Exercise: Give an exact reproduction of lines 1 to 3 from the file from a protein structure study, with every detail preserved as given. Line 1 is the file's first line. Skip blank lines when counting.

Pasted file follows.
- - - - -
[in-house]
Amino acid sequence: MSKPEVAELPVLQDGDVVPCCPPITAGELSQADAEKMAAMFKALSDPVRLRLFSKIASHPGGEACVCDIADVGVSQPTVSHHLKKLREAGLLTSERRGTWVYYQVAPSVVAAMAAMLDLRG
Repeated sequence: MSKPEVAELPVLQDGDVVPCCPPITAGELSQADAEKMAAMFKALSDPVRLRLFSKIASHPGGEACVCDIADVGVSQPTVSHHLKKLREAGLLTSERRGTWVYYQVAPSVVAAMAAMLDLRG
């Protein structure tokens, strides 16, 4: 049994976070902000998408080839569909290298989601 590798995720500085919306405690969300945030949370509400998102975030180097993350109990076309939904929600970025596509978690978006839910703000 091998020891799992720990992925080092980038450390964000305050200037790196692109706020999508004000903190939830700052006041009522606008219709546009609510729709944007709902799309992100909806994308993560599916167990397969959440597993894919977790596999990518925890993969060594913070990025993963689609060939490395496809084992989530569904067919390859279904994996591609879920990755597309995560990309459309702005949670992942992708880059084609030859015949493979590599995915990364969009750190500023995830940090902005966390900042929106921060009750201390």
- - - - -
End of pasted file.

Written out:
[in-house]
Amino acid sequence: MSKPEVAELPVLQDGDVVPCCPPITAGELSQADAEKMAAMFKALSDPVRLRLFSKIASHPGGEACVCDIADVGVSQPTVSHHLKKLREAGLLTSERRGTWVYYQVAPSVVAAMAAMLDLRG
Repeated sequence: MSKPEVAELPVLQDGDVVPCCPPITAGELSQADAEKMAAMFKALSDPVRLRLFSKIASHPGGEACVCDIADVGVSQPTVSHHLKKLREAGLLTSERRGTWVYYQVAPSVVAAMAAMLDLRG